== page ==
ONE MAJOR CHALLENGE that every apparel designer in Portland faces is textile sourcing. With scarce options for wholesaling fabric and the relative infrequency of traveling showcases featuring a mix of “jobbers” (fabric wholesalers), designers are often left juggling the tricky balance of visiting Los Angeles’ garment district for larger bolts, and filling in the blanks with Portland’s (incredibly important and treasured) fabric stores to create each season’s collection. Often the result of this limitation is designers sourcing from the same places or unintentionally having overlap on a print or fabric. It’s usually never a big deal in the design community due to the generally collaborative ethos of this city. Every designer certainly understands why such a thing happens, but nonetheless, it’s surely a quandary for which many are seeking a solution.
Enter screen printers. There are a select few apparel companies in Portland that address this matter through the process of designing and printing their own fabrics. This solution requires an entirely new approach to design development and access to equipment with which most seamstresses are not proficient—but the end result is the singularity that’s embraced in companies such as Make It Good, Wolf Child, Rogue: Minx, and more.
This season we’ve seen a prolific collection and lookbook from the print-focused company Veil & Valor, a collaboration of designers Kate Troyer and Shelby Morgan. Offering an evening wear and formal sensibility defined by luscious woven textiles such as raw silk, crêpe de chine, raw linen, and silk organza, we see a bold blend of naturalism and glamour. The striking prints glint with flecks of gold and copper, and have a painterly quality. Printed in large scale over full bolts of jewel and earth-toned fabric, their work has a level of rawness that resonates poetically.
The creative process for Veil & Valor begins with a discourse between both designers about inspirations and feelings. Artist and screen printer Troyer will sketch rough images based on thematic elements, which are then passed over to seamstress Morgan, who develops a color story and begins draping silhouettes.
“During this part of the process it’s a constant exchange of showing our work to each other and making edits that are necessary to make the collection stay true to our muse,” says Troyer.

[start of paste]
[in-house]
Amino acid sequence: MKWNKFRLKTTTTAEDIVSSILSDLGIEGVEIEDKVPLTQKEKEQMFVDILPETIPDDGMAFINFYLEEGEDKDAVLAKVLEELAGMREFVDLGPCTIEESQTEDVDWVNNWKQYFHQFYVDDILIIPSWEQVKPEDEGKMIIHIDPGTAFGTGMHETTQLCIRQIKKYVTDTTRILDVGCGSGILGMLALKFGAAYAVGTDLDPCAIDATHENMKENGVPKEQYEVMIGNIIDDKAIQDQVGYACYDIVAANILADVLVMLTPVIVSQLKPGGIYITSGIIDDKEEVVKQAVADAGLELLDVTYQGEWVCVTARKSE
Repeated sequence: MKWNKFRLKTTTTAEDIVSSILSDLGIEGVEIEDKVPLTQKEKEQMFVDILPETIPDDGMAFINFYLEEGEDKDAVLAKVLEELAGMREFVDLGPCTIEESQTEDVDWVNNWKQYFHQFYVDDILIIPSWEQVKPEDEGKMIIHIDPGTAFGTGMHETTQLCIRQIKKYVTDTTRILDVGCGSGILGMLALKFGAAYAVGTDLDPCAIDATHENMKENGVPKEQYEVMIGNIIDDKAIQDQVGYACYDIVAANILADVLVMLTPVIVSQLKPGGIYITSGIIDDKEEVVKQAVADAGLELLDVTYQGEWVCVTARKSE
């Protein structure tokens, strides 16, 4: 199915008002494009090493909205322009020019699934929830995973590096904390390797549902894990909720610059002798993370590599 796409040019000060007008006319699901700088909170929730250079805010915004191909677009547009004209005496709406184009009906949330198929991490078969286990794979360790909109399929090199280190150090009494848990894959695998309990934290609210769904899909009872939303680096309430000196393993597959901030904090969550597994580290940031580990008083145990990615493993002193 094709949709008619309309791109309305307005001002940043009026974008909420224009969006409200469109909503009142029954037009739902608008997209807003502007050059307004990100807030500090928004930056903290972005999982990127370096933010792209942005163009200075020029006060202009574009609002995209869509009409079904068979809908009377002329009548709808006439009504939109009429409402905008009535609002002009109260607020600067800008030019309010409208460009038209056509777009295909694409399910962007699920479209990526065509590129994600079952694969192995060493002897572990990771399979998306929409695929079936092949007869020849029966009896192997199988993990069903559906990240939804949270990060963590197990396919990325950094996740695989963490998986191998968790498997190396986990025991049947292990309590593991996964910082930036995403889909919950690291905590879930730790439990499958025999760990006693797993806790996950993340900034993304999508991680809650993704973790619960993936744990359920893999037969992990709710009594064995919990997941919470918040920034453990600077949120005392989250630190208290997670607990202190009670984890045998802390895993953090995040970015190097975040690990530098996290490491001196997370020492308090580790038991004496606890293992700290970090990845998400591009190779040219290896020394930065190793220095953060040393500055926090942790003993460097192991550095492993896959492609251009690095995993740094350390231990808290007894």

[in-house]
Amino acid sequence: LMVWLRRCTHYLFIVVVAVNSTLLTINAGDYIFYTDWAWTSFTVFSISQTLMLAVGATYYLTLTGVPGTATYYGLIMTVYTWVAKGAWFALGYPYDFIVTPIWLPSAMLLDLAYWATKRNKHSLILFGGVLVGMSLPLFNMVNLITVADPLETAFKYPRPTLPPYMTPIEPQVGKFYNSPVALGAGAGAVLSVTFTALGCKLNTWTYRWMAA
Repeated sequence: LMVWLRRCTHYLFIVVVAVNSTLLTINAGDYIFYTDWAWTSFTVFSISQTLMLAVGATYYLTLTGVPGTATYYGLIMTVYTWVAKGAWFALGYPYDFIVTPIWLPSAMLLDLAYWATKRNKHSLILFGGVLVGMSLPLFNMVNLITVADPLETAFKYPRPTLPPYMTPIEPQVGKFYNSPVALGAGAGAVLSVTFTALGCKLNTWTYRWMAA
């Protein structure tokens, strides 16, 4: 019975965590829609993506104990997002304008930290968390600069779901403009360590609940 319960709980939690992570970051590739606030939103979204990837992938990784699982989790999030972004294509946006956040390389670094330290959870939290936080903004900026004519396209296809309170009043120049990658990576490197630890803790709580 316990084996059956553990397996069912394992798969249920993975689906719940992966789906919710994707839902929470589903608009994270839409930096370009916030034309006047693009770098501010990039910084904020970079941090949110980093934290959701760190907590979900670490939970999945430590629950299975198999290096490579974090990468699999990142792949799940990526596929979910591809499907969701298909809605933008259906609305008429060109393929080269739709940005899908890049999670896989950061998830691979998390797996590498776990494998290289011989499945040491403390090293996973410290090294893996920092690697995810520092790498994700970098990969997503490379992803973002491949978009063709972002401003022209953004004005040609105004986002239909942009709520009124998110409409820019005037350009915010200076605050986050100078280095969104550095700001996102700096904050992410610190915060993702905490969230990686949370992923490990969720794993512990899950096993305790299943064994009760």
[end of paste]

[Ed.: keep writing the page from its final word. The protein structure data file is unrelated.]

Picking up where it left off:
When the printing begins, many new ideas inevitably enter the full image and the process takes on a very organic method. Both designers extol the end result of a printing cycle as the most exciting moment of unveiling during this process.
The most recent lookbook from Veil & Valor, called “Norse Fields,” is inspired by Viking culture and Scandinavian aesthetic. When asked about the vision behind it, Troyer says, “We hoped to create a visual calling card for the Veil & Valor woman. She’s strong, modern, and her spirit is timeless. She has the warrior strength of our feminine past—like our Viking muse—and is also fierce and bold as hell in the present, while embracing her feminine side. We should never hide who we are!”
To create this aesthetic for their Norse Fields collection, Veil & Valor employed a sepia color palette with transparent overlays that create a sense of temporal fragmentation or ancestral quality. The off-the-shoulder and one-shoulder silhouettes in the collection are also very evocative of the feminine warrior. The overall product has a rawness balanced by beautiful textile and romanticism.
Troyer and Morgan say major influences for their company include Frida Kahlo, Elsa Schiaparelli, Issey Miyake, and Hussein Chalayan. Morgan has a personal inspirational passion for Alber Elbaz who was mentored by Geoffrey Beene, and was the creative director of Lanvin. He’s known for his draped dresses, distinctive wit, and such kernels of wisdom as “If you take something out of the freezer, it’s cold—but what happens when it melts? It’s a cool party, a cool person, a cool collection. What does that mean? I’m more interested in the things that are uncool, things that have individuality, a certain soul, a certain longevity, emotion, fragility.” Morgan mentioned this specifically as an influential sensibility in her work.